President Obama campaigns in Akron, Ohio. (Jim Watson / AFP/Getty Images )
AKRON, Ohio — Campaigning in contested territory, President Obama on Wednesday used Mitt Romney’s tax proposals to frame the election as a choice between policies that would benefit the wealthy and those that would help the middle class.
In two stops in the north-central part of the state, Obama slammed his unofficial GOP opponent for trying to revive failed trickle-down tax plans. Obama noted that Romney himself would benefit from his plans to cut tax rates for the nation’s top earners and pointed to a new study that bolstered his claims.
“Ohio, we do not need more tax cuts for the wealthiest Americans,” Obama told a crowd of 3,000 people at a civic center in downtown Akron. “We need tax cuts for working Americans.”
Obama’s remarks in Akron, and earlier at an outdoor rally in Mansfield, continued his campaign’s sharpening focus on the divide between the president and his rival on taxes.
The president is campaigning on a pledge to allow the George W. Bush-era tax cuts on the wealthiest Americans to expire at the end of the year as scheduled. Romney, and his Republican allies in Congress, want to extend the current lower tax rates across the board. Romney has also proposed additional cuts.
Obama has increasingly punched up the tax contrast, shedding some of the formality of his “official” speeches. The crowd seemed in sync — jumping in to boo, cheer and laugh at Obama’s favorite punch line — a reference to his graying hair.
On Wednesday, the president hit the tax theme hard, touting a new study from the Tax Policy Center, a project of the Urban Institute and the Brookings Institution, Washington-based policy centers. The study found Romney’s tax proposals would dramatically cut tax bills for the rich, but require either higher taxes on the middle class or higher budget deficits. Romney has said his plan would lower the deficit.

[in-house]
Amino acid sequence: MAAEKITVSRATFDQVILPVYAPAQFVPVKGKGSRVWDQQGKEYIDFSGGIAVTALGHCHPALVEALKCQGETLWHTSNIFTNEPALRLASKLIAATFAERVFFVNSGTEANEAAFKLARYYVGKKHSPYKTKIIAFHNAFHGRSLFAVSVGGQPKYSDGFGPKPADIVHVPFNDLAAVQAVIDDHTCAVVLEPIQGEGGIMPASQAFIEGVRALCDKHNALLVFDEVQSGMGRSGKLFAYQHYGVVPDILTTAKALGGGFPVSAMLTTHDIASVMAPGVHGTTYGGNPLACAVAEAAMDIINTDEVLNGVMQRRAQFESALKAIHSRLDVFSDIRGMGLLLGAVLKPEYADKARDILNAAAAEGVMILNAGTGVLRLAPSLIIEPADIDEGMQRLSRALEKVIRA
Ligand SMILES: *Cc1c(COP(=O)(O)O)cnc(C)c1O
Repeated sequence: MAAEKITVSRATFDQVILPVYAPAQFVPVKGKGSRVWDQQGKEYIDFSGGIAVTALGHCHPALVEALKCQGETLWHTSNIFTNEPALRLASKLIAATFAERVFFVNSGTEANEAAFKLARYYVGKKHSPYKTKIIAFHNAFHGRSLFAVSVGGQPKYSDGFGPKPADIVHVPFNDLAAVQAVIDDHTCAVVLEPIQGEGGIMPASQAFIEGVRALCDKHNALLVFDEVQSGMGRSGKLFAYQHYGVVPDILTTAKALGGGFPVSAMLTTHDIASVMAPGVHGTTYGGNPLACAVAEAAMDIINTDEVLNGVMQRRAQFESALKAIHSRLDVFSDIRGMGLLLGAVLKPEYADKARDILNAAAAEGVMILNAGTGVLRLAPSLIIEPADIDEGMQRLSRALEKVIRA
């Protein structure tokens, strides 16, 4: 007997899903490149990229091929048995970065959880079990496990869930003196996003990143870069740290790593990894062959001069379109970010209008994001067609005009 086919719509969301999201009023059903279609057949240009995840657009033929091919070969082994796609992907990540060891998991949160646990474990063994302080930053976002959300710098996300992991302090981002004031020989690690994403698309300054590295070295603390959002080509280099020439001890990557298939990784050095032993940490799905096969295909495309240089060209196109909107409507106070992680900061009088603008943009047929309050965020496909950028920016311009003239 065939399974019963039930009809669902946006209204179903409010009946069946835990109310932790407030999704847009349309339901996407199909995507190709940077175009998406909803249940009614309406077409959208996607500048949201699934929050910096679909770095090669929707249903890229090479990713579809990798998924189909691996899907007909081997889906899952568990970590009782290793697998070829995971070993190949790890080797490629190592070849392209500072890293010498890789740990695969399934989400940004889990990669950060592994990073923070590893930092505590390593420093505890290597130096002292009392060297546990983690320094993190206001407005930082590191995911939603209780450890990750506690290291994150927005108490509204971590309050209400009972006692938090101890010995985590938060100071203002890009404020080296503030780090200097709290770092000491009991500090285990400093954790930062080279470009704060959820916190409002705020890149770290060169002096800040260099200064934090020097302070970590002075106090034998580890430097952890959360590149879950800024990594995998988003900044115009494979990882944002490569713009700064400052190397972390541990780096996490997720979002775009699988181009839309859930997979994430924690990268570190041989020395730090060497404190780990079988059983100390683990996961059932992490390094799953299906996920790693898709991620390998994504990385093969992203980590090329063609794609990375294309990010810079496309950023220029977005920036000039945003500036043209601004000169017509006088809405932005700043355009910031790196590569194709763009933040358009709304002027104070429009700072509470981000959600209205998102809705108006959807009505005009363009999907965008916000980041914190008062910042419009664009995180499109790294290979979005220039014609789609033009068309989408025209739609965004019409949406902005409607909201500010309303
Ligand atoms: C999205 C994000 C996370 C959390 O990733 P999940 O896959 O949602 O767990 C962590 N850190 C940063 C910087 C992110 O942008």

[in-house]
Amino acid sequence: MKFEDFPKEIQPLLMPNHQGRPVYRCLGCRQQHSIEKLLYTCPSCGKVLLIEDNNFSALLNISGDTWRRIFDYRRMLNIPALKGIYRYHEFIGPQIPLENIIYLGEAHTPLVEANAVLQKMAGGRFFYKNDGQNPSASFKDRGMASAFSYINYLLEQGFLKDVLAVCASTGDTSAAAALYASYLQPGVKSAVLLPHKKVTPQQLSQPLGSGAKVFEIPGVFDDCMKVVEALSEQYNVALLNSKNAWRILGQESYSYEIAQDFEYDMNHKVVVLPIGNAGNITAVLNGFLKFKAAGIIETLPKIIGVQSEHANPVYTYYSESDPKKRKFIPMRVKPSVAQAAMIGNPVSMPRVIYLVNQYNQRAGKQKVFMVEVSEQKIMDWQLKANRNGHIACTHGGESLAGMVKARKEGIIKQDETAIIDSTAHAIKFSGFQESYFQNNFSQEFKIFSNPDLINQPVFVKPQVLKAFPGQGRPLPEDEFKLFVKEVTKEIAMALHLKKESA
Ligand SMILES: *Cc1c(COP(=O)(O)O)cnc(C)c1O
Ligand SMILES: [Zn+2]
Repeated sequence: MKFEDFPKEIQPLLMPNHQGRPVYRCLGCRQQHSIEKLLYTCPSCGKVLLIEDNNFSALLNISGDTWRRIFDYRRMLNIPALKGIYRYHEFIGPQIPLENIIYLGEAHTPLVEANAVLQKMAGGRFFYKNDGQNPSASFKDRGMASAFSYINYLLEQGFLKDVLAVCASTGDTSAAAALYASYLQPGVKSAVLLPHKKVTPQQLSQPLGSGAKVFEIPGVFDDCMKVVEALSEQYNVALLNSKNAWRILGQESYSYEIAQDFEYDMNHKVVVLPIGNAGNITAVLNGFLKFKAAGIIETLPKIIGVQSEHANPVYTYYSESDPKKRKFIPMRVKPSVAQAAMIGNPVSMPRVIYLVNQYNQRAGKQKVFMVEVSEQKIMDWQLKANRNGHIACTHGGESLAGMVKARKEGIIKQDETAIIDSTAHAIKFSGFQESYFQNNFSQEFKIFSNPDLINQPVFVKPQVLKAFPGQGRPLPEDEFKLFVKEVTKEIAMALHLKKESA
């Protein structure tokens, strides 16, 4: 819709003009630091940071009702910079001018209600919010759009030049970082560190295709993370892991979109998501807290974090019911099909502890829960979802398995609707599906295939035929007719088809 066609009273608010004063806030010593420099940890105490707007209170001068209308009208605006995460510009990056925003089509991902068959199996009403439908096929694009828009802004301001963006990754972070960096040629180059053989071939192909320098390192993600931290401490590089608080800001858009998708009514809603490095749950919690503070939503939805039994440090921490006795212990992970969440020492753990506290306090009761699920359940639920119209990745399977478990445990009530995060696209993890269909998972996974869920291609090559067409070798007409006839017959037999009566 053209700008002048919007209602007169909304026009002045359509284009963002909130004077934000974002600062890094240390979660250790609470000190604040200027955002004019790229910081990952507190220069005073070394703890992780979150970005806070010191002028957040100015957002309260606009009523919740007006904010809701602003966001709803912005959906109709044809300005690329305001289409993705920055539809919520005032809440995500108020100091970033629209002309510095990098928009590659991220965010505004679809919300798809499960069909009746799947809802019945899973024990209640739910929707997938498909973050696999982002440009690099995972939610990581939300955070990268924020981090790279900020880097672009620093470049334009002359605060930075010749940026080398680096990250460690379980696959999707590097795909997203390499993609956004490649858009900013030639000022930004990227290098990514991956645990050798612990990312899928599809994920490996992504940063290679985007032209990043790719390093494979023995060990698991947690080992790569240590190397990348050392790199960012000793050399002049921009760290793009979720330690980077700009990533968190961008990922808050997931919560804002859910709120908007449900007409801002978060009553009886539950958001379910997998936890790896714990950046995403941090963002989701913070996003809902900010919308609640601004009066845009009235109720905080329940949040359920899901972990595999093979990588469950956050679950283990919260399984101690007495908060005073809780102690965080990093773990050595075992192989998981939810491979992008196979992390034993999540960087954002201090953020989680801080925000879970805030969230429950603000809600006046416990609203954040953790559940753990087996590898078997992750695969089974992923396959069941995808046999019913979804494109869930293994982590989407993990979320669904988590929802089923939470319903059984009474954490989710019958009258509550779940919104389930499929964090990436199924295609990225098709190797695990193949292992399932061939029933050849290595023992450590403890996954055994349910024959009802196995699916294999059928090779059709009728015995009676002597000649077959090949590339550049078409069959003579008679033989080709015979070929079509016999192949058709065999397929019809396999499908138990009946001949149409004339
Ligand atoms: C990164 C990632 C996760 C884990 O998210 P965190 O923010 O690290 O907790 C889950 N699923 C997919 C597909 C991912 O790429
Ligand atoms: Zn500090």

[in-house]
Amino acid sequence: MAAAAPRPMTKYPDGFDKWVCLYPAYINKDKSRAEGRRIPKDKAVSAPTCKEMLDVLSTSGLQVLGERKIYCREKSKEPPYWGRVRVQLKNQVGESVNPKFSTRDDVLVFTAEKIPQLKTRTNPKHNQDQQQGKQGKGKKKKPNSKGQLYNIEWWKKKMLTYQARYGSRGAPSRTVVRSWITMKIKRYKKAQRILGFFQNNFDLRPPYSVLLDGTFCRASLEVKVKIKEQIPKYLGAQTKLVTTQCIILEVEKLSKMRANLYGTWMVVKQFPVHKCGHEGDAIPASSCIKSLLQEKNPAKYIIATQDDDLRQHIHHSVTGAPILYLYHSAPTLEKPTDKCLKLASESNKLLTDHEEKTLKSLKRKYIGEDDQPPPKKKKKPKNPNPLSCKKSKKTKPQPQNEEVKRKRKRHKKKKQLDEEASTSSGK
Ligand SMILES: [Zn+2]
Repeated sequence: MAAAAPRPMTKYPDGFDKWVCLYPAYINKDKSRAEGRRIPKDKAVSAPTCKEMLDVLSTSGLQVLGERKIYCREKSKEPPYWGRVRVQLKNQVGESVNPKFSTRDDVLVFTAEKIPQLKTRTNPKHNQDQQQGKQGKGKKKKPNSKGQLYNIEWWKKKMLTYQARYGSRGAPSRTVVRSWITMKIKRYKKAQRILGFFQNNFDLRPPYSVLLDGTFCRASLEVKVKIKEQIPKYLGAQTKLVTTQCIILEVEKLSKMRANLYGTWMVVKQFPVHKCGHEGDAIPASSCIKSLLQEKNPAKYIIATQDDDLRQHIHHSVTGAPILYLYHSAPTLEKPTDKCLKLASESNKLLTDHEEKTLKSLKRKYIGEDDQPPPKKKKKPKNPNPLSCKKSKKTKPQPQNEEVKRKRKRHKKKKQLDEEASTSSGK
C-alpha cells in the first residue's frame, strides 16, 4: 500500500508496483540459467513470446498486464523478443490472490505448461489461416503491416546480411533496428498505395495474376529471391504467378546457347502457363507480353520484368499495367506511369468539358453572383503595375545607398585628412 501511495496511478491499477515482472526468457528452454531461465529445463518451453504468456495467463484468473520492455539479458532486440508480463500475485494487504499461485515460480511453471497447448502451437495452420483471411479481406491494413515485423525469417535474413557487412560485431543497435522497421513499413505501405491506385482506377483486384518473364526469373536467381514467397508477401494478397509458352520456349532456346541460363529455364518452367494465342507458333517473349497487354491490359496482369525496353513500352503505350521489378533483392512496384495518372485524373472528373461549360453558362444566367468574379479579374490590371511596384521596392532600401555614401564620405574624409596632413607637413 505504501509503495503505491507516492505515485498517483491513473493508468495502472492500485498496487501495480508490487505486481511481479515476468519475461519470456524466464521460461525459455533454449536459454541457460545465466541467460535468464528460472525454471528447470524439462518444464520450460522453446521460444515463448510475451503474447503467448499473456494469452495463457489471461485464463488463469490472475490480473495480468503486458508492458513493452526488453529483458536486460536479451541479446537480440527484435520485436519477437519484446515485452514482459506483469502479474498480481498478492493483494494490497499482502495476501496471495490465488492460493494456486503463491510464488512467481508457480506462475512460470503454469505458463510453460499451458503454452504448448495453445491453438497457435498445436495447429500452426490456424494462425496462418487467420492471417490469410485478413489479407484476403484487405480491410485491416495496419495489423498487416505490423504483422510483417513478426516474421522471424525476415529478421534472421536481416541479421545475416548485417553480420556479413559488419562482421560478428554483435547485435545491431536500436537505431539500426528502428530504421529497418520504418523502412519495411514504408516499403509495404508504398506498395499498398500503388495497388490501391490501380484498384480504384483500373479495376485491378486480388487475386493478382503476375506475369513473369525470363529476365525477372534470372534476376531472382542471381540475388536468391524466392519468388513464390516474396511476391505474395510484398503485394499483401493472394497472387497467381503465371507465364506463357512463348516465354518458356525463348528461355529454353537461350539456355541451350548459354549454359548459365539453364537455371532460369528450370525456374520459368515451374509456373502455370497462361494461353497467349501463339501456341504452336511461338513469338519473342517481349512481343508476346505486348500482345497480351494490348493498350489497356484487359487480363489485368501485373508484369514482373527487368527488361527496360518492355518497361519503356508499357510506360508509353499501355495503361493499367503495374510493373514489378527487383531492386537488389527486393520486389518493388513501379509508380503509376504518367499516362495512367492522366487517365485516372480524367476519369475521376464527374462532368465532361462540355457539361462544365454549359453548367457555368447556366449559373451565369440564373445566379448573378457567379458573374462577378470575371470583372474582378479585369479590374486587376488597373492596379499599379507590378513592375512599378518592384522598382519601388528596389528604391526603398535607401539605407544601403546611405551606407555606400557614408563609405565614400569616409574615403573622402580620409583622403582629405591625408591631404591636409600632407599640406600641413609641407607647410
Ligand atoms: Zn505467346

The Tax Policy Center report looked at the impact of Romney’s major tax changes — cutting individual income tax rates by 20%, extending the Bush-era tax cuts, cutting corporate tax rates, eliminating the estate tax and Alternative Minimum Tax, and repealing taxes in the president’s healthcare law. The proposal would eliminate $360 billion in tax revenue in 2015, the report found.
Romney’s plan does not specify how the former Massachusetts governor would make up for the revenue. But the all-but-certain target would be to eliminate deductions in the tax code, such as for mortgage interest and charitable gifts, the researchers argued. Romney and Congress would have to eliminate 65% of all deductions and credits to make up for the lost revenue, the report found.
Romney’s campaign dismissed the report as “liberal” and flawed, noting that it did not take into account the potential impact of Romney’s proposed cuts to corporate taxes or federal spending.
“This is just another biased study from a former Obama staffer that ignores critical parts of Gov. Romney’s tax reform program, which will help the middle class and promote faster economic growth,” said Romney policy advisor Lanhee Chen. “The study analyzes only half of Gov. Romney’s tax program.”
One of the study’s authors, Adam Looney, worked as an economist on Obama’s Council of Economic Advisors. But Obama punched back in Akron, noting that another “used to work for Bush.” William Gale was a senior economist for the Council of Economic Advisors under President George H.W. Bush.